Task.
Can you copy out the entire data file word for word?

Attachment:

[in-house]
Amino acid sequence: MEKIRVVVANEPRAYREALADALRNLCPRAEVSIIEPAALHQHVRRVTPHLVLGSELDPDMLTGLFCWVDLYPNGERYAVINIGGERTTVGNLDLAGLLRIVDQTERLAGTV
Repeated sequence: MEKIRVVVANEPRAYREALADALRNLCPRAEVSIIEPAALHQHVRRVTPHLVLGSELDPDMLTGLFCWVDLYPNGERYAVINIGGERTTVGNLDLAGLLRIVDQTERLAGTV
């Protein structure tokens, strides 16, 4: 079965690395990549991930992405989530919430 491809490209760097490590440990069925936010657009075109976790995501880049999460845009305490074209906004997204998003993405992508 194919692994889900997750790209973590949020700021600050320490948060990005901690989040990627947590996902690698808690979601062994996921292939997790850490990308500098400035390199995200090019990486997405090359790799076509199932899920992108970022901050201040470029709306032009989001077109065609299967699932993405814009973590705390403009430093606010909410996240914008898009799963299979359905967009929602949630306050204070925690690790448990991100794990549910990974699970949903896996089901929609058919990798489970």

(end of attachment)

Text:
[in-house]
Amino acid sequence: MEKIRVVVANEPRAYREALADALRNLCPRAEVSIIEPAALHQHVRRVTPHLVLGSELDPDMLTGLFCWVDLYPNGERYAVINIGGERTTVGNLDLAGLLRIVDQTERLAGTV
Repeated sequence: MEKIRVVVANEPRAYREALADALRNLCPRAEVSIIEPAALHQHVRRVTPHLVLGSELDPDMLTGLFCWVDLYPNGERYAVINIGGERTTVGNLDLAGLLRIVDQTERLAGTV
């Protein structure tokens, strides 16, 4: 079965690395990549991930992405989530919430 491809490209760097490590440990069925936010657009075109976790995501880049999460845009305490074209906004997204998003993405992508 194919692994889900997750790209973590949020700021600050320490948060990005901690989040990627947590996902690698808690979601062994996921292939997790850490990308500098400035390199995200090019990486997405090359790799076509199932899920992108970022901050201040470029709306032009989001077109065609299967699932993405814009973590705390403009430093606010909410996240914008898009799963299979359905967009929602949630306050204070925690690790448990991100794990549910990974699970949903896996089901929609058919990798489970």